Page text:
Dinny McMahon, China’s Great Wall of Debt
Monday, 30 December 2019
Dinny McMahon, China’s Great Wall of Debt: shadow banks, ghost cities, massive loans, and the end of the Chinese Miracle (Boston & New York, Houghton Mifflin Harcourt 2018)
Everyone is nervous about China. From being inscrutable and remote it has suddenly become a major player on the world stage. Although more information is coming out, there is little clarity about what is really going on; this highly readable book attempts to show what and to suggest why.
Dinny McMahon is an Australian journalist who began to learn Mandarin when he was nine and who subsequently lived in China for 13 years, working for the Wall Street Journal and the Dow Jones News Service. His concern for the country and his love of its people is obvious. He has a worrying story to tell.
He draws upon statistics both official and unofficial, personal interviews and revealing anecdotes. The picture he forms is convincing : massive and rising debt, stalling production and over-production, breakneck development – it is claimed that in a mere two years (2011-2013) China seems to have laid more cement than the US did in the whole of the twentieth century – and huge population shifts, all within the context of top-down control, bureaucratic inertia and a capricious attitude to what westerners would regard as the rule of law.
The book abounds in horror stories. It is estimated that there are at least 50 newly-constructed but barely-inhabited “ghost cities”. Every year each province without exception submits growth statistics to show how it exceeds the national average. China produces 80% of the world’s ballpens but, despite being the world’s major (over-) producer of steel, it has to source the all-important steel balls from abroad. What bears the proud legend Made in China very often only means that it was assembled there. A yarn manufacturer has worked out that it is cheaper to transfer production to, of all places, South Carolina. Above all, as all citizens instinctively know, and some foreigners discover to their cost, offend the wrong person or publish the wrong statistic, and you may end in gaol.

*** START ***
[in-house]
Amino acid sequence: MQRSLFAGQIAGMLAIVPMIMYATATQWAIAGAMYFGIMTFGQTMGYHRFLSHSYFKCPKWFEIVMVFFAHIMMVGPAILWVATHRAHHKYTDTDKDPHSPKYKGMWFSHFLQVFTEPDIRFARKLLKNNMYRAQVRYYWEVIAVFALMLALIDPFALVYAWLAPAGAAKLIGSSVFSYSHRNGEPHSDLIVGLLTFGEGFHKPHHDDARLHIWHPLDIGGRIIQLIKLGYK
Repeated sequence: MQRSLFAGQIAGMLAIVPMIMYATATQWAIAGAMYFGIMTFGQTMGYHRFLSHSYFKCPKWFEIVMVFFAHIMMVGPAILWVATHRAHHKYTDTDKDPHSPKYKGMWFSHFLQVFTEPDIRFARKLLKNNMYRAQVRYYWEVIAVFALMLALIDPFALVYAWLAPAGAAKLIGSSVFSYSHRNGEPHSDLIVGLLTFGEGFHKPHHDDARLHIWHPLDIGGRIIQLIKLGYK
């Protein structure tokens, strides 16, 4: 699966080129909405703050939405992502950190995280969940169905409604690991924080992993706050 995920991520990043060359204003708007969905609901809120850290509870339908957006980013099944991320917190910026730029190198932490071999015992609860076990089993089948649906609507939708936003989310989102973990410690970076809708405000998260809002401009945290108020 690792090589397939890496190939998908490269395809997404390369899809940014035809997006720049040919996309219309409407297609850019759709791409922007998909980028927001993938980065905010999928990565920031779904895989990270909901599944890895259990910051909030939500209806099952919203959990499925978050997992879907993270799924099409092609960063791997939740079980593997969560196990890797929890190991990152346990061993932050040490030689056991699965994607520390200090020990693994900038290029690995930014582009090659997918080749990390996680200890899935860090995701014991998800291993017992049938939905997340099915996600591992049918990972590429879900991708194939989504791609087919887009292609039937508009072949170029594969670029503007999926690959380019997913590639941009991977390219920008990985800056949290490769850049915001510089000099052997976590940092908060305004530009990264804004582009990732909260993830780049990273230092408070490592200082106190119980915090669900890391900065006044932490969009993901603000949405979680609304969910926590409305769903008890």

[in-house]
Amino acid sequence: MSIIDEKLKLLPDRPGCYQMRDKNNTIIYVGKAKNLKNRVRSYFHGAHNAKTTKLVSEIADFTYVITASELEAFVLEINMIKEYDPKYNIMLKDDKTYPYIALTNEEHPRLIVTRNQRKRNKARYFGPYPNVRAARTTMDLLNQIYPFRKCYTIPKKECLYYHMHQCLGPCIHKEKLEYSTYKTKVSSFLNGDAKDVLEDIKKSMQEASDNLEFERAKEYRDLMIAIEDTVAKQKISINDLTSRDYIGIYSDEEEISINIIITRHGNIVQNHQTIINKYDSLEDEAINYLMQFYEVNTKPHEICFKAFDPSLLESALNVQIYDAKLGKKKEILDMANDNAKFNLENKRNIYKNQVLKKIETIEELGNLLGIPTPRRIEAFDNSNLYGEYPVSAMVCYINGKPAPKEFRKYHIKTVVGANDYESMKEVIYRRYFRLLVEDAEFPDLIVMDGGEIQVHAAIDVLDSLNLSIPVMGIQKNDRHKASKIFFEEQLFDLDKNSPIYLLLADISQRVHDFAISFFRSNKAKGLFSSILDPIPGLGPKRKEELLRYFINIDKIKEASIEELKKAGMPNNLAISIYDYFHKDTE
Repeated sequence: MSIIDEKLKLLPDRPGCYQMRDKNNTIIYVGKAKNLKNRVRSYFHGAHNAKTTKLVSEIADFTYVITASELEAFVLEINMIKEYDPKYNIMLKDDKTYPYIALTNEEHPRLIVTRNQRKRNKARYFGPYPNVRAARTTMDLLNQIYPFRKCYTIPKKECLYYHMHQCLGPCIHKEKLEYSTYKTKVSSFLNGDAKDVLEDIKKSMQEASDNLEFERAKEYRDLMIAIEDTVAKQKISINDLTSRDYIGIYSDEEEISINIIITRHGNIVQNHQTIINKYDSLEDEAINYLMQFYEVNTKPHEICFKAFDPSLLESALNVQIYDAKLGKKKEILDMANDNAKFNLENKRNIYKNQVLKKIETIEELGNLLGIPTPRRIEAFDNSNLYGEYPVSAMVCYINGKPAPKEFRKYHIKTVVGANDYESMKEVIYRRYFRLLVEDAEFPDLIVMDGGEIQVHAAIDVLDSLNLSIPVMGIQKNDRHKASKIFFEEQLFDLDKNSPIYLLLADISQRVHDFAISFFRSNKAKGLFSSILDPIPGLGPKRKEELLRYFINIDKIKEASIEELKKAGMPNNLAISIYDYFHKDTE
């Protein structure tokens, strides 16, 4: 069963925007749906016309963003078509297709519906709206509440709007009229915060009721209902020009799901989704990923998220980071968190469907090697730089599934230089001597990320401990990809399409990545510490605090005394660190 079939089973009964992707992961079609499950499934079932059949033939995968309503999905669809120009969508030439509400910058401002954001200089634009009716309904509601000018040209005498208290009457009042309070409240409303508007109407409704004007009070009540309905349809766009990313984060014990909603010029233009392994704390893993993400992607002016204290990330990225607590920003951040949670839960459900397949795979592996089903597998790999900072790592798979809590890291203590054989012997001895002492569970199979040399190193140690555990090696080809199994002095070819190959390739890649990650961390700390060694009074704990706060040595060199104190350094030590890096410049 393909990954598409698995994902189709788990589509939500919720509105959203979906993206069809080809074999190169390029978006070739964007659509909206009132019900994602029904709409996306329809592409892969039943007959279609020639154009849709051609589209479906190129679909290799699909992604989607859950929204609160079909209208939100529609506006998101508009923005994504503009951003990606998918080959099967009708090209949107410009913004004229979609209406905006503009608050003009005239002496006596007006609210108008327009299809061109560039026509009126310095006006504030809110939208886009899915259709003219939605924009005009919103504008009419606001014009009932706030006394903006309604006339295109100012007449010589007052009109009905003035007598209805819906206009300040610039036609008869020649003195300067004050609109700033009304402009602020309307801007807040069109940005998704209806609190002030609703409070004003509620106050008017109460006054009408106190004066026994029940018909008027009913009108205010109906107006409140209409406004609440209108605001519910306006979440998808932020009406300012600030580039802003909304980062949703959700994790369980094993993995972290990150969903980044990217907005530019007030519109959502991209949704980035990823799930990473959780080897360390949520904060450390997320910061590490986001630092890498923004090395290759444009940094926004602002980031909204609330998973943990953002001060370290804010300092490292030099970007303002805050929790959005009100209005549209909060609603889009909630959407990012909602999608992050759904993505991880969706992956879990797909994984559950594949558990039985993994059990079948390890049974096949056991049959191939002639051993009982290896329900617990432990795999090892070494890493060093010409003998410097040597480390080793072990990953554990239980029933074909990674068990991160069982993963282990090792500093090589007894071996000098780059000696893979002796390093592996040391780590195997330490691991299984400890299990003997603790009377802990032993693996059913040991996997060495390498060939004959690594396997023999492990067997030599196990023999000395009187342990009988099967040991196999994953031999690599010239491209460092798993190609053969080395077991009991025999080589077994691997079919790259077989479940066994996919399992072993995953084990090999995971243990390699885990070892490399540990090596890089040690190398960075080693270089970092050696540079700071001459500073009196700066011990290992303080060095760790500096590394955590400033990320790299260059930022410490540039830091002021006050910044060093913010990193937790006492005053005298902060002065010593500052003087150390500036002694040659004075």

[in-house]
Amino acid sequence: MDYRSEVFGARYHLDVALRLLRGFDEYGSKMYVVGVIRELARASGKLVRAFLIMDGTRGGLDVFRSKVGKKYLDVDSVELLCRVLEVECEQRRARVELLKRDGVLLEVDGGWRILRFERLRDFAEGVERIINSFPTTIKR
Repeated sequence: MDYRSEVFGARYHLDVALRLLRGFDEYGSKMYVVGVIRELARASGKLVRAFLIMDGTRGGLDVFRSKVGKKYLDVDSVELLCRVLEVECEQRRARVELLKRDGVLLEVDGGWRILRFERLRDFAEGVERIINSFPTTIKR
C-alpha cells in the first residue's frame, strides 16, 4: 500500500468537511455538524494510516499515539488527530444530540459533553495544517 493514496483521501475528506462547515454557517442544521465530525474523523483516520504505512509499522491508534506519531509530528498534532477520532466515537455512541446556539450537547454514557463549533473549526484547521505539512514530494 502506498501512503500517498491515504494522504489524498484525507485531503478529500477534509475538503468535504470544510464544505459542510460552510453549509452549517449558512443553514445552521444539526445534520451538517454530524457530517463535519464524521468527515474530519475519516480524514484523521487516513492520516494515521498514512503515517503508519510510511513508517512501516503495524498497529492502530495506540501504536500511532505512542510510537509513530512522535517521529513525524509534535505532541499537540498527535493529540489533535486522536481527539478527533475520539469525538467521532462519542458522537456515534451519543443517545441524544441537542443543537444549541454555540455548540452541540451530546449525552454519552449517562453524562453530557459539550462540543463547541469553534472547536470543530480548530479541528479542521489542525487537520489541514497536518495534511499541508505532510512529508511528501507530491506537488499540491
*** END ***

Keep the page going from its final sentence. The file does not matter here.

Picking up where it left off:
Chinese leaders know this, and are doing their best to bring about radical change. But there is a profound difficulty. Their totalitarianism brings controlled stability, without which they believe there can be nothing. But it also brings dependence upon the state as the guarantor of last resort that will provide the ultimate bail-out, if (the author thinks when) there is a major financial collapse. And the system is not likely to have the resources to do so.
China is extending its economic and political influence. A collapse will have its effect on the outside world just as much as within China. What that effect will be is anyone’s guess ; Mr McMahon does not attempt to speculate. Will it be Chinese glasnost? an Arab Spring? another and more drastic Tianamen Square? an aggressive foreign policy? Nobody knows. But on the evidence of this fascinating book, whatever it is we need to get ready for it.